Rm -rf /home/user1/workspace/snappydata/build-artifacts/scala-2.11/snappy/work/
        snappy-start-all.sh 
        Logs generated in /home/user1/workspace/snappydata/build-artifacts/scala-2.11/snappy/work/localhost-locator-1/snappylocator.log
        SnappyData Locator pid: 19887 status: running
          Distributed system now has 1 members.
          Started Thrift locator (Compact Protocol) on: localhost/127.0.0.1[1527]
        Logs generated in /home/user1/workspace/snappydata/build-artifacts/scala-2.11/snappy/work/localhost-server-1/snappyserver.log
        SnappyData Server pid: 20062 status: running
          Distributed system now has 2 members.
          Started Thrift server (Compact Protocol) on: localhost/127.0.0.1[1528]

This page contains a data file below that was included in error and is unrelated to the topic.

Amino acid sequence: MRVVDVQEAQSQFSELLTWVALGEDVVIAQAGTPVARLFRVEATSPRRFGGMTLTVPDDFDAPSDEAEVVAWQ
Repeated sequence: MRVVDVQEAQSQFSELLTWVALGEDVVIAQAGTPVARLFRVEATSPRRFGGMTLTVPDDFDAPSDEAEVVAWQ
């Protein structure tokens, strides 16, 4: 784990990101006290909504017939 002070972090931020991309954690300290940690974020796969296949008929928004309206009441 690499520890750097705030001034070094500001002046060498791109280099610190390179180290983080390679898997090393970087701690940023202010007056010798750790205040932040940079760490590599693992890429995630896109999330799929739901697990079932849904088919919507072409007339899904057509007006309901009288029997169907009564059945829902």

Logs generated in /home/user1/workspace/snappydata/build-artifacts/scala-2.11/snappy/work/localhost-lead-1/snappyleader.log
        SnappyData Leader pid: 20259 status: running
          Distributed system now has 3 members.
          Starting hive thrift server (session=snappy)
          Starting job server on: 0.0.0.0[8090]
        snappy-sql
        SnappyData version 1.2-SNAPSHOT 
        snappy-sql> connect client 'localhost:1527';
        snappy-sql> run '/tmp/recovered/ddls_1576074336371/part-00000';
        snappy-sql> create table customers(cid integer, name string, phone varchar(20));
        snappy-sql> run '/tmp/recovered/data_1576074561789_load_scripts/part-00000';
        snappy-sql> CREATE EXTERNAL TABLE temp_app_customers USING csv
        OPTIONS (PATH '/tmp/recovered/data_1576074561789//APP.CUSTOMERS',header 'true');
        snappy-sql> INSERT OVERWRITE app.customers SELECT * FROM temp_app_customers;
        2 rows inserted/updated/deleted
        show tables;
        schemaName                                                                        |tableName                                                                                |isTemporary